A cidade de Pikillaqta nos impressionou pelo tamanho e também pela capacidade daquelas construções de resistirem em pé por tanto tempo.

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As grandes muralhas que cercam a cidade ainda são imponentes, bem como seus corredores e casas. As crianças adoraram visitar o lugar, e correram bastante por entre as ruínas, subindo e descendo nos muros, e brincando de serem eles as pessoas que moravam por ali e passeavam de um lugar a outro na cidade.

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Dali seguimos para as Salinas de Mara. Aqui vamos dar uma opinião muito pessoal, e que não necessariamente irá refletir o que outros visitantes pensam.

Não gostamos nem um pouco do lugar, e achamos uma perda de tempo e dinheiro. As Salinas de Mara fazem parte de um local onde se extrai sal há séculos, e ainda hoje essa prática continua. São diversas poças de lama, algumas poucas brancas com sal, que estão escavadas em um bonito vale, e daí se extrai o sal. Na nossa visão, não achamos nada interessante, e vimos apenas várias poças de lama em sequencia. Mas claro, isso é uma visão pessoal e não necessariamente será compartilhada por todos.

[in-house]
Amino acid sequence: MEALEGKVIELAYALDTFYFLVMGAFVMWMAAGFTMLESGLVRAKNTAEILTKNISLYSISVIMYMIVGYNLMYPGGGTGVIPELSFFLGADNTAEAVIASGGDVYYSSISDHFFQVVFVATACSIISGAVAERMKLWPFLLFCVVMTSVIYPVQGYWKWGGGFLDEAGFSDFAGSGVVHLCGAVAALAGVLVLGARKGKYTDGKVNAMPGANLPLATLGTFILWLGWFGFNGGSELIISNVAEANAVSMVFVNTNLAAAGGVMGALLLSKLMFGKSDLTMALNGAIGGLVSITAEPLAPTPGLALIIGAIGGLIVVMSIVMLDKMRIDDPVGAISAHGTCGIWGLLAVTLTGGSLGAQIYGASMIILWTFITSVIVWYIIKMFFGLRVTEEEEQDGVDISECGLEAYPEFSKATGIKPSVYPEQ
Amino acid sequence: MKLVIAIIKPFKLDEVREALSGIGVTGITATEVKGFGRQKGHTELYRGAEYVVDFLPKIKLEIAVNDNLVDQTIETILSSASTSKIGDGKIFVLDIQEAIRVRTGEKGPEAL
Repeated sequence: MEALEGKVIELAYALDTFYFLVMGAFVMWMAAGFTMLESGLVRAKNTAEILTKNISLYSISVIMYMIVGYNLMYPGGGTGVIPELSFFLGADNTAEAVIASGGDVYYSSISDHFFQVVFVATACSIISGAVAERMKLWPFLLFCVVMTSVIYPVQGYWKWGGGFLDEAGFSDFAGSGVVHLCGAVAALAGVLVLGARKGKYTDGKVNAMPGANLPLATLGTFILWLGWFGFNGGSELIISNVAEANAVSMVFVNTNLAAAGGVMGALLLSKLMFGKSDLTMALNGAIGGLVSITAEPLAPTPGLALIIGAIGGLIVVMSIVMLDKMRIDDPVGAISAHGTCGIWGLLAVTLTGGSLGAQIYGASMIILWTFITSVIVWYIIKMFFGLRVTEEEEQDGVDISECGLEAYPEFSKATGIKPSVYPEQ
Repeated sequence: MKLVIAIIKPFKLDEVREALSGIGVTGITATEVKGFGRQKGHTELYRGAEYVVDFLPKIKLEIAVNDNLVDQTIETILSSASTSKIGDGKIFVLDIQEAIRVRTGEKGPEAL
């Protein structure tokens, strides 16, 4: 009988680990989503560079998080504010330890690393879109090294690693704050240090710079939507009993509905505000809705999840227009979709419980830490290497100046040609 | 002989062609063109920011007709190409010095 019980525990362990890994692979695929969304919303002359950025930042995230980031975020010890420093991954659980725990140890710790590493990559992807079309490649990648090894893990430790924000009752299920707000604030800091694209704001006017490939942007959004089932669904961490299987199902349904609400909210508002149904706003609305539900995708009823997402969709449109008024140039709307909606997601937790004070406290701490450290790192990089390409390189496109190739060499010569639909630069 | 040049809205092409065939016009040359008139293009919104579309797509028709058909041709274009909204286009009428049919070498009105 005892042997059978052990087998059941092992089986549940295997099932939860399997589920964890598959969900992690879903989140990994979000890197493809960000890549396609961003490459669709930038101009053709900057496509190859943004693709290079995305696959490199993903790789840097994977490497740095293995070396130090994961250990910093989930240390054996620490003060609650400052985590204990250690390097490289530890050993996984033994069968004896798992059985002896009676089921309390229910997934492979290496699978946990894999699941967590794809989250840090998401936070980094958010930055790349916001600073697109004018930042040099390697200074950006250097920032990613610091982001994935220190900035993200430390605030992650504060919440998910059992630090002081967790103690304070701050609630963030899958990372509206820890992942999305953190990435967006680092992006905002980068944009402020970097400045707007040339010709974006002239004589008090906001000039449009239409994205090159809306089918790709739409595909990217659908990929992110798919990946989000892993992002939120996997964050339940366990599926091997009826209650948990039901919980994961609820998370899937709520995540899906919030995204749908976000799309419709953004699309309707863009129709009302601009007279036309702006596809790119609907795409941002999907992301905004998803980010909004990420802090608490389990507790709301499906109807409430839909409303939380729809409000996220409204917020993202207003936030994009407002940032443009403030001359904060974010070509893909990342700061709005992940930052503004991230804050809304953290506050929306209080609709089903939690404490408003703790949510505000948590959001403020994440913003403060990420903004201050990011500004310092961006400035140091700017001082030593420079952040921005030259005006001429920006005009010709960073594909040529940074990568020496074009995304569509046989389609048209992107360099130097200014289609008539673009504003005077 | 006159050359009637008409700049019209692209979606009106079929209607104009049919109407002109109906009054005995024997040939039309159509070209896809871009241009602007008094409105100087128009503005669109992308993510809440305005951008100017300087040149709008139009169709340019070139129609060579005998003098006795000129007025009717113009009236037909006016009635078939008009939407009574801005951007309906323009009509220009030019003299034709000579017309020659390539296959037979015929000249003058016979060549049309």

Daí seguimos para o sítio arqueológico do de Moray. Um lugar bem bonito e intrigante, pois não se sabe com exatidão para qual fim se destinava. Do algo, vemos uma série de terraças que formam círculos perfeitos e outros imperfeitos, tal como um anfiteatro.

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Diz-se que provavelmente era um local cujo objetivo era promover experimentos agrícolas, e possivelmente também algumas cerimônias. Sofia já estava cansada a essa hora, e a levamos no kanguroo. O Mateus gostou do lugar, e aproveitou para correr um pouco pelas terraças. Nós achamos o sitio bem calmo e tranquilo, e ele nos passou paz e tranquilidade.

Partimos então já no final do dia para nossa última visita, o sítio arqueológico de Chinchero. Quando chegamos e entramos nas ruínas, o sol já estava se pondo, e não pudemos aproveitar o lugar da forma que gostaríamos.